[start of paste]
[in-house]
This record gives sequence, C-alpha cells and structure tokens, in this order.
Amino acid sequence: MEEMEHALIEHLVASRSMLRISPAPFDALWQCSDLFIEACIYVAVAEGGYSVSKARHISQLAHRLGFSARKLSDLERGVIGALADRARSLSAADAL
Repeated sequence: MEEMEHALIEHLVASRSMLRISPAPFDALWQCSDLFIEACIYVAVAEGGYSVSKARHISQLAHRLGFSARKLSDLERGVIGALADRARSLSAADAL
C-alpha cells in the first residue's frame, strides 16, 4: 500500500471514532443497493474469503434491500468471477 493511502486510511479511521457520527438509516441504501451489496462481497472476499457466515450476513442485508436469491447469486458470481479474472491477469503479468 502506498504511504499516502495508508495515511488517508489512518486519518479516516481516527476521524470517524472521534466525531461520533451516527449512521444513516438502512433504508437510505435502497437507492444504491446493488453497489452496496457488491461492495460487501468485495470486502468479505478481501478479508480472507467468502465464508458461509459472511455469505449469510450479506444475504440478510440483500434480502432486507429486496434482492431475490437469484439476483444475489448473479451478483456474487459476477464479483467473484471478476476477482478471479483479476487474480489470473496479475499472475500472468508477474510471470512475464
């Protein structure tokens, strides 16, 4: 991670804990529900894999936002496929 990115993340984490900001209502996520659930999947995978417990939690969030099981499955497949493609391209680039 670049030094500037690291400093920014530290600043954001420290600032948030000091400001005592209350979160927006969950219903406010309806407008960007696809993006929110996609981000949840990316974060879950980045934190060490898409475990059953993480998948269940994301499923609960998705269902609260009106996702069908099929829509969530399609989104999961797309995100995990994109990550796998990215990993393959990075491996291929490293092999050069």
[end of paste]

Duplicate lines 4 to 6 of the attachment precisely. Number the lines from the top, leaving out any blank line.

Repeated sequence: MEEMEHALIEHLVASRSMLRISPAPFDALWQCSDLFIEACIYVAVAEGGYSVSKARHISQLAHRLGFSARKLSDLERGVIGALADRARSLSAADAL
C-alpha cells in the first residue's frame, strides 16, 4: 500500500471514532443497493474469503434491500468471477 493511502486510511479511521457520527438509516441504501451489496462481497472476499457466515450476513442485508436469491447469486458470481479474472491477469503479468 502506498504511504499516502495508508495515511488517508489512518486519518479516516481516527476521524470517524472521534466525531461520533451516527449512521444513516438502512433504508437510505435502497437507492444504491446493488453497489452496496457488491461492495460487501468485495470486502468479505478481501478479508480472507467468502465464508458461509459472511455469505449469510450479506444475504440478510440483500434480502432486507429486496434482492431475490437469484439476483444475489448473479451478483456474487459476477464479483467473484471478476476477482478471479483479476487474480489470473496479475499472475500472468508477474510471470512475464
């Protein structure tokens, strides 16, 4: 991670804990529900894999936002496929 990115993340984490900001209502996520659930999947995978417990939690969030099981499955497949493609391209680039 670049030094500037690291400093920014530290600043954001420290600032948030000091400001005592209350979160927006969950219903406010309806407008960007696809993006929110996609981000949840990316974060879950980045934190060490898409475990059953993480998948269940994301499923609960998705269902609260009106996702069908099929829509969530399609989104999961797309995100995990994109990550796998990215990993393959990075491996291929490293092999050069």